1.1. Outdoor Oil finishes are oils that contain U.V. blockers and fungicides, so they are specially designed to mostly seal the wood and protect it from sun, insects, water, and rot. Since the finish is in the wood rather then on top of it, the surface is exposed to much more weathering than with a varnish. For staining, a pigment based stain is the only real choice for outdoor projects. Dyes bleach much too easily in direct sunlight. Waxes are too thin and are much too sensitive to heat, so they are also useless outdoors.

Continue with 3.

1.2. Exterior and Marine or Spar Varnishes give more protection for a clear finish, but at the cost of more tedious maintenance. (Paint offers the most protection of any wood finish, since it is generally thick and also opaque.) Exterior varnishes contain U.V. blockers to maintain the wood's color better, and since they form a film over the wood, they keep the wood drier, thus preventing warping, broken joints, and decay from bugs and rot. Spar varnishes do tend to have a strong yellowish cast, but there are some products that remain fairly colorless. For staining, a pigment based stain is the only real choice for outdoor projects. Dyes bleach much too easily in direct sunlight. Waxes are too thin and are much too sensitive to heat, so they are also useless outdoors.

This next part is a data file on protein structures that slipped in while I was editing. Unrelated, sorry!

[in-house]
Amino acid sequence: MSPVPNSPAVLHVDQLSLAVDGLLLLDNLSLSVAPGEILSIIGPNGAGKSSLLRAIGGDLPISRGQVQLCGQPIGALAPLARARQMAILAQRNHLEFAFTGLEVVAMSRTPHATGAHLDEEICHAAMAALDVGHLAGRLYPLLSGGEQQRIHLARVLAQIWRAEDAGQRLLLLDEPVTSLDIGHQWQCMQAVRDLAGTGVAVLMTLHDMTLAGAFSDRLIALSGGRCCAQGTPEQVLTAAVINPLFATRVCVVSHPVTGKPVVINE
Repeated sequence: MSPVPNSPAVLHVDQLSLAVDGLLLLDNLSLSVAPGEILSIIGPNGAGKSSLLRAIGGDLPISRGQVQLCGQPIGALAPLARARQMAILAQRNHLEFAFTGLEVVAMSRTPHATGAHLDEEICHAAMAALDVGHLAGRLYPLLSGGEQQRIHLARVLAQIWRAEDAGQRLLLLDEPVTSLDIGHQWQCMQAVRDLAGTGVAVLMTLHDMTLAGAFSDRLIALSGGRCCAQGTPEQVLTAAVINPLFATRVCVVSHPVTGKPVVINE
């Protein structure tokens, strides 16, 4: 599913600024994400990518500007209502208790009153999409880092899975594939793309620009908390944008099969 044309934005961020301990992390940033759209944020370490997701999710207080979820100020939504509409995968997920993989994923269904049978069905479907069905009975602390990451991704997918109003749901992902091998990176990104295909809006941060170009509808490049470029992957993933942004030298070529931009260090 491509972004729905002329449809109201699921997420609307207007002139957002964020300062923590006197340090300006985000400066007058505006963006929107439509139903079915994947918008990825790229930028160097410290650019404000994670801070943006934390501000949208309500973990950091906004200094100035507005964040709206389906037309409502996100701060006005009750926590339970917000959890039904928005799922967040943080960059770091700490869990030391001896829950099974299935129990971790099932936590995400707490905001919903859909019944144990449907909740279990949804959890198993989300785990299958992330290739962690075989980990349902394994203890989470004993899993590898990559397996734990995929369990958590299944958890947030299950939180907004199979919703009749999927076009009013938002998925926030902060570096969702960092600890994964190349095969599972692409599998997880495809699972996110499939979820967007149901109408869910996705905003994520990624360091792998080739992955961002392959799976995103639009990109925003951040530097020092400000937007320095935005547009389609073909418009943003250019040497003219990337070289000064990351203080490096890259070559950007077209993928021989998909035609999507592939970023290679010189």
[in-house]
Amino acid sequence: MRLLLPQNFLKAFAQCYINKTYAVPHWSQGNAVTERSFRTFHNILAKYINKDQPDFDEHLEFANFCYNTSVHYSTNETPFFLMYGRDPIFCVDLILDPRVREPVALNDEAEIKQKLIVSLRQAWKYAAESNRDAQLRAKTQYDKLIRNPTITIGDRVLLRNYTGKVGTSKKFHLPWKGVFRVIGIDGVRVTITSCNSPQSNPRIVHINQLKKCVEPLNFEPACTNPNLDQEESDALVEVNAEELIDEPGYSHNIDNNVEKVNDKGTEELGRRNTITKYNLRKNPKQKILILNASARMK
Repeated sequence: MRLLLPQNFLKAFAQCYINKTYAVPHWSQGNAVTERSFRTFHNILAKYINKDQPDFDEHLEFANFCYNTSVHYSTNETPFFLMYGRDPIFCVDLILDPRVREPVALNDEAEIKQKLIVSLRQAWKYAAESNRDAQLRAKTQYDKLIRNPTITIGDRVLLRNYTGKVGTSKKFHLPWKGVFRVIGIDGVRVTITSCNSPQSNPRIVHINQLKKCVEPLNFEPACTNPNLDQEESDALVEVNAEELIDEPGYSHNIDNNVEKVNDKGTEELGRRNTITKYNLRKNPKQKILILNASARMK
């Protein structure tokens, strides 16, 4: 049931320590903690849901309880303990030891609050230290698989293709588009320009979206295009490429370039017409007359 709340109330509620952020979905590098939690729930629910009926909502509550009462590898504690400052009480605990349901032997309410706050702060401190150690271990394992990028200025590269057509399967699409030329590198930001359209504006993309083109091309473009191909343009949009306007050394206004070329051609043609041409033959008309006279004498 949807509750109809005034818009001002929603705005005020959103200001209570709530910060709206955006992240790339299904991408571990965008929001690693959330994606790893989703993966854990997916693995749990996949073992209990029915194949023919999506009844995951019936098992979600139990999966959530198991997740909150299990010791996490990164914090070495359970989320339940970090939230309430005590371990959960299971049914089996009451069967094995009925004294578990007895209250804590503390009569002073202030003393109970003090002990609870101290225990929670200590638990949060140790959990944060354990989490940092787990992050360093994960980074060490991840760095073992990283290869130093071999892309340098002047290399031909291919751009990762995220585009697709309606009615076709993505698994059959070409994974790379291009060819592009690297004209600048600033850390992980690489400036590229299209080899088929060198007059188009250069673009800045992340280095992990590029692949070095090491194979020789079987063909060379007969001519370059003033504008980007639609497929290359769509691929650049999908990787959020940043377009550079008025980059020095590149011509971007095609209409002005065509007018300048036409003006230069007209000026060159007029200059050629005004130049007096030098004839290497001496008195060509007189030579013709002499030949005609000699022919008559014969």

Continue with 3.

1.3. Composite Finish (fiberglass, epoxy, & varnish)


Continue with 2.3.6.

2. Indoors:

The next question for an indoor project relates to whether the wood is open or close grained. Softwoods like pine and redwood, and hardwoods like maple and cherry are all close grained. Open grained woods, like oak, pecan and mahogany, have large pores on their surface that contribute to their characteristic texture.

Open grained woods, go to 2.1.

Close grained woods, go to 2.2.

2.1. Open grained woods are sometimes treated with a grain filler to fill up the open pores on the wood's surface, allowing them to take a glassy smooth finish. This adds extra time and work to the finishing process, but gives a more formal finish that is also easier to keep clean.

For an open-pore finish, continue - 2.2

For a filled-pore finish:

If a filler is to be used, the wood needs to be dyed first (if desired, see 2.2.1), then sealed with a thin sealer. Once the sealer has dried, the grain filler can be applied, allowed to dry, and carefully sanded. Stain comes after grain filler, and since most fillers do not accept stain, it is best to choose a filler that is a slightly darker color from the stain, so it will match color and still highlight the grain pattern of the wood.

2.2. Staining:

Wood can be colored by applying a pigment stain (like very thin paint), a dye (chemical coloring), a glaze (a stain applied between coats of varnish), or by a combination of these. Each method has its advantages and disadvantages.  When used in combination, these techniques can produce very transparent, rich colors that cannot be obtained through the use of any single coloring agent.

A stain settles into any crevice in the wood's surface, so it highlights the grain patterns in oak, but it also highlights any coarse sanding scratches as well, and it may blotch on some woods due to uneven porosity of the wood's surface. A stain will also tend to be more fade-resistant.